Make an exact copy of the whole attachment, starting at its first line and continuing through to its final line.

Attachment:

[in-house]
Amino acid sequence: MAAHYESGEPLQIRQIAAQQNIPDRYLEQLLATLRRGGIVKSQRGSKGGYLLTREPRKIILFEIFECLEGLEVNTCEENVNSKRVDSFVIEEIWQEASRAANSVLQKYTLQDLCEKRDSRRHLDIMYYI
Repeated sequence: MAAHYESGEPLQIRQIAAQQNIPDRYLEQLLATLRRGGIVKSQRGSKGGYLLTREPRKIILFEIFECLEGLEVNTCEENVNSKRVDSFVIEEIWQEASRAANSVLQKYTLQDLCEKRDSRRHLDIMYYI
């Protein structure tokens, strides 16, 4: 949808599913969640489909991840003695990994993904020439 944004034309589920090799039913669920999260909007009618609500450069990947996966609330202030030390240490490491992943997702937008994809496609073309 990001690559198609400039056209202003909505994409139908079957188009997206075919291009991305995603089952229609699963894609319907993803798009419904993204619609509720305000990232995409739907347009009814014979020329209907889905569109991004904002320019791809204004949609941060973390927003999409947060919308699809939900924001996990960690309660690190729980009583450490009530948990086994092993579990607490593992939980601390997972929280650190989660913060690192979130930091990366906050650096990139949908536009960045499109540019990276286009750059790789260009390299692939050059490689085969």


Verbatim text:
[in-house]
Amino acid sequence: MAAHYESGEPLQIRQIAAQQNIPDRYLEQLLATLRRGGIVKSQRGSKGGYLLTREPRKIILFEIFECLEGLEVNTCEENVNSKRVDSFVIEEIWQEASRAANSVLQKYTLQDLCEKRDSRRHLDIMYYI
Repeated sequence: MAAHYESGEPLQIRQIAAQQNIPDRYLEQLLATLRRGGIVKSQRGSKGGYLLTREPRKIILFEIFECLEGLEVNTCEENVNSKRVDSFVIEEIWQEASRAANSVLQKYTLQDLCEKRDSRRHLDIMYYI
């Protein structure tokens, strides 16, 4: 949808599913969640489909991840003695990994993904020439 944004034309589920090799039913669920999260909007009618609500450069990947996966609330202030030390240490490491992943997702937008994809496609073309 990001690559198609400039056209202003909505994409139908079957188009997206075919291009991305995603089952229609699963894609319907993803798009419904993204619609509720305000990232995409739907347009009814014979020329209907889905569109991004904002320019791809204004949609941060973390927003999409947060919308699809939900924001996990960690309660690190729980009583450490009530948990086994092993579990607490593992939980601390997972929280650190989660913060690192979130930091990366906050650096990139949908536009960045499109540019990276286009750059790789260009390299692939050059490689085969």